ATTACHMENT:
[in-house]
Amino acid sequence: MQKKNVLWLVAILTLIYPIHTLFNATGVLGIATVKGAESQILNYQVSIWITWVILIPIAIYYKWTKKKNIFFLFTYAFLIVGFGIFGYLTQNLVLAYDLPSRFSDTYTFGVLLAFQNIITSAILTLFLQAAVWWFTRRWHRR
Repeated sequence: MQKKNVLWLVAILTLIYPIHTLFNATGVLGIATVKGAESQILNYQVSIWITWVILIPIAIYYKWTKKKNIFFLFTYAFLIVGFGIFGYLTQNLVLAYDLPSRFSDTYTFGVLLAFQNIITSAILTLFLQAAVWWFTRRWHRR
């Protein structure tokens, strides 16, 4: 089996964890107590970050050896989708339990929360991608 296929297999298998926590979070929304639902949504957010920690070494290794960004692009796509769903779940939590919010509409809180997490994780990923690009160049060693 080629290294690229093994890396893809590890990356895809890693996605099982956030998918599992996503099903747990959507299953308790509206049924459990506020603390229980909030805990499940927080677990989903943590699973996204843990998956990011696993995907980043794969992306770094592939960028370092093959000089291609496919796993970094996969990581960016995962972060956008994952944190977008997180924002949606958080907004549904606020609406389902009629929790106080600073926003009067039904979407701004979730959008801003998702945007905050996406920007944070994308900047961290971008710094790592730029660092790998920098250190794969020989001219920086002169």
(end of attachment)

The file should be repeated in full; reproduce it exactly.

[in-house]
Amino acid sequence: MQKKNVLWLVAILTLIYPIHTLFNATGVLGIATVKGAESQILNYQVSIWITWVILIPIAIYYKWTKKKNIFFLFTYAFLIVGFGIFGYLTQNLVLAYDLPSRFSDTYTFGVLLAFQNIITSAILTLFLQAAVWWFTRRWHRR
Repeated sequence: MQKKNVLWLVAILTLIYPIHTLFNATGVLGIATVKGAESQILNYQVSIWITWVILIPIAIYYKWTKKKNIFFLFTYAFLIVGFGIFGYLTQNLVLAYDLPSRFSDTYTFGVLLAFQNIITSAILTLFLQAAVWWFTRRWHRR
């Protein structure tokens, strides 16, 4: 089996964890107590970050050896989708339990929360991608 296929297999298998926590979070929304639902949504957010920690070494290794960004692009796509769903779940939590919010509409809180997490994780990923690009160049060693 080629290294690229093994890396893809590890990356895809890693996605099982956030998918599992996503099903747990959507299953308790509206049924459990506020603390229980909030805990499940927080677990989903943590699973996204843990998956990011696993995907980043794969992306770094592939960028370092093959000089291609496919796993970094996969990581960016995962972060956008994952944190977008997180924002949606958080907004549904606020609406389902009629929790106080600073926003009067039904979407701004979730959008801003998702945007905050996406920007944070994308900047961290971008710094790592730029660092790998920098250190794969020989001219920086002169």